10.1 The fundamental right of children to be educated is reflected in article 28[1] of CROC. In particular it requires that primary education be compulsory and free to all and that different forms of secondary education, including general and vocational education, be available and accessible to every child.(1) These principles are reflected in Australian requirements for compulsory education for children between 6 and 15 years of age (16 years in Tasmania).[2]

10.2 Most Australian children spend a significant percentage of their time in the formal education system. Approximately 70% of Australian children attend government schools. Of the children enrolled in independent schools, the majority (66%) attend Catholic schools.[3]

10.3 The education system and legal processes intersect in a number of significant ways.[4] At school young people often have their first exposure to information about rights and responsibilities outside the family. Educating young people about the legal system can assist them to participate effectively in society and should have a positive effect on the relationship they have with legal bodies as adults.

For the majority of children, the school is the first and most important social institution with which young people have contact outside the family. At school, the child learns how to interact with others and the rules of social behaviour, and education plays a vital role in establishing for the individual a permanent, healthy membership of society. When a student fails in this process or is failed by it, the consequences for the individual and society are often damaging and expensive.[5]

10.4 In addition to providing education on rights and responsibilities, schools give families and appropriate professionals the opportunity to address learning, behavioural and social problems as soon as they appear so as to greatly reduce the risk of children coming into adverse contact with the legal system. While schools should not be the only site for early intervention they have a critical role because of the amount of time children spend there.[6]

10.5 Apart from whatever families may themselves inculcate, one of the more important ways that children first learn about the concept of formal legal processes is through their experiences of school discipline. The way school rules are set and enforced, particularly the processes associated with discipline and exclusion, may affect the way young people react to and interact with authorities and legal processes throughout their adult lives.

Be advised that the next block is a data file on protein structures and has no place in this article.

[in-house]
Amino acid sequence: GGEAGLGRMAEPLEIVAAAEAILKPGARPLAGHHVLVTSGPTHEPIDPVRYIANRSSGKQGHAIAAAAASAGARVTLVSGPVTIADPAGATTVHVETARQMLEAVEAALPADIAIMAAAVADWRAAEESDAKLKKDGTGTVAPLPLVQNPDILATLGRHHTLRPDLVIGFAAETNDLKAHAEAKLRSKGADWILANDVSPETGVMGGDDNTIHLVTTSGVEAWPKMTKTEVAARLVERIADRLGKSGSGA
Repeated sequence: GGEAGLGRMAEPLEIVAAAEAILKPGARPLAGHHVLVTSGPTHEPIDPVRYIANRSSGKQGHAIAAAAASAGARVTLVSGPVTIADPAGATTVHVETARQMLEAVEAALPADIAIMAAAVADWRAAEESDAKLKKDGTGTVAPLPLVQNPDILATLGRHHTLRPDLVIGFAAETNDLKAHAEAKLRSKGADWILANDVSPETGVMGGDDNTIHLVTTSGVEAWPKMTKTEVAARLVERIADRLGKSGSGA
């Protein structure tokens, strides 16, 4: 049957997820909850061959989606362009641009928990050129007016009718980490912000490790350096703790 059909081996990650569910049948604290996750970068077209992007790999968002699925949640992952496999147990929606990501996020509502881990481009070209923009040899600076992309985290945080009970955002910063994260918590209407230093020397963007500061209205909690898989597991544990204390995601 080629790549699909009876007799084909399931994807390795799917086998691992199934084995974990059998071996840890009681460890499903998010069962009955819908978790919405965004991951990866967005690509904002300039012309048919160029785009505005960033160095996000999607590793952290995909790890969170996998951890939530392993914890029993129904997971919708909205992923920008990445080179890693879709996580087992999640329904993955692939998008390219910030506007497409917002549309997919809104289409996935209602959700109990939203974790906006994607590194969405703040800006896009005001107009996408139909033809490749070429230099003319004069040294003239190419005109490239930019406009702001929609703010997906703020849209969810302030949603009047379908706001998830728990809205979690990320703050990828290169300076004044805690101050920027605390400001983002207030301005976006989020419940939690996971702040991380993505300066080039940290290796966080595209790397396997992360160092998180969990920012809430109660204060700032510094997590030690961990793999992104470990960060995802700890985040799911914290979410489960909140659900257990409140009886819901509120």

[1] This provision is complemented by art 13(1) of the International Covenant on Economic, Social and Cultural Rights which provides that everyone has the right to education.

[2] Only NSW has incorporated the right to an education in legislation: Education Reform Act 1990 (NSW) s 4(1). All States and Territories allow parents to apply to teach their children at home.

[3] ABS unpublished data prepared for the Inquiry on 22 July 1997. See also paras 2.32-40. The proportion of young people attending government schools is higher than average among Indigenous families (89%), one parent families (81%) and families living outside metropolitan areas (80%): ABS Focus on Families: Education and Employment ABS Canberra 1994, 16.

[4] Attorney-General’s Dept DRP Submission 52 queried the relevance of recommendations on education to our terms of reference.

[5] House of Representatives Standing Committee on Employment, Education and Training Report of the Inquiry into Truancy and Exclusion of Children and Young People from School AGPS Canberra 1996, 31.

[6] This was emphasised in House of Representatives Standing Committee on Community Affairs Report on Aspects of Youth Homelessness AGPS Canberra 1995 ch 10.